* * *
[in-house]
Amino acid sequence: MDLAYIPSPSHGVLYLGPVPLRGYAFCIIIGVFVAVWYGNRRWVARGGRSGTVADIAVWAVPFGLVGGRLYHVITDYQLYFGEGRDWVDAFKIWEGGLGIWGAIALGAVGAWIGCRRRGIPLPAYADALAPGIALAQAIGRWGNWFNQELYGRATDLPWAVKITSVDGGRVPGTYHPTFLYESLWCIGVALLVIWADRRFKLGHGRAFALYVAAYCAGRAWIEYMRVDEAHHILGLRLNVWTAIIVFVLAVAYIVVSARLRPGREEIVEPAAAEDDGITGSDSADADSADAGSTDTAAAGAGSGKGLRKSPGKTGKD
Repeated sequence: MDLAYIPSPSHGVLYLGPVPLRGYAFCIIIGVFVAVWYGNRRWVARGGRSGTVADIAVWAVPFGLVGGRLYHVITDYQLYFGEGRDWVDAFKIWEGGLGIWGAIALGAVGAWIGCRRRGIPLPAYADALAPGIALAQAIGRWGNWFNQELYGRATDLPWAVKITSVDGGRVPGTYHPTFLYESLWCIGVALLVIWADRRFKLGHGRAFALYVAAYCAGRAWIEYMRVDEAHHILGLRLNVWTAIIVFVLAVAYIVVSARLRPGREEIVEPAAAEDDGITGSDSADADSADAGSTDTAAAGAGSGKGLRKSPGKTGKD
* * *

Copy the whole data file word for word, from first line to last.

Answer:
[in-house]
Amino acid sequence: MDLAYIPSPSHGVLYLGPVPLRGYAFCIIIGVFVAVWYGNRRWVARGGRSGTVADIAVWAVPFGLVGGRLYHVITDYQLYFGEGRDWVDAFKIWEGGLGIWGAIALGAVGAWIGCRRRGIPLPAYADALAPGIALAQAIGRWGNWFNQELYGRATDLPWAVKITSVDGGRVPGTYHPTFLYESLWCIGVALLVIWADRRFKLGHGRAFALYVAAYCAGRAWIEYMRVDEAHHILGLRLNVWTAIIVFVLAVAYIVVSARLRPGREEIVEPAAAEDDGITGSDSADADSADAGSTDTAAAGAGSGKGLRKSPGKTGKD
Repeated sequence: MDLAYIPSPSHGVLYLGPVPLRGYAFCIIIGVFVAVWYGNRRWVARGGRSGTVADIAVWAVPFGLVGGRLYHVITDYQLYFGEGRDWVDAFKIWEGGLGIWGAIALGAVGAWIGCRRRGIPLPAYADALAPGIALAQAIGRWGNWFNQELYGRATDLPWAVKITSVDGGRVPGTYHPTFLYESLWCIGVALLVIWADRRFKLGHGRAFALYVAAYCAGRAWIEYMRVDEAHHILGLRLNVWTAIIVFVLAVAYIVVSARLRPGREEIVEPAAAEDDGITGSDSADADSADAGSTDTAAAGAGSGKGLRKSPGKTGKD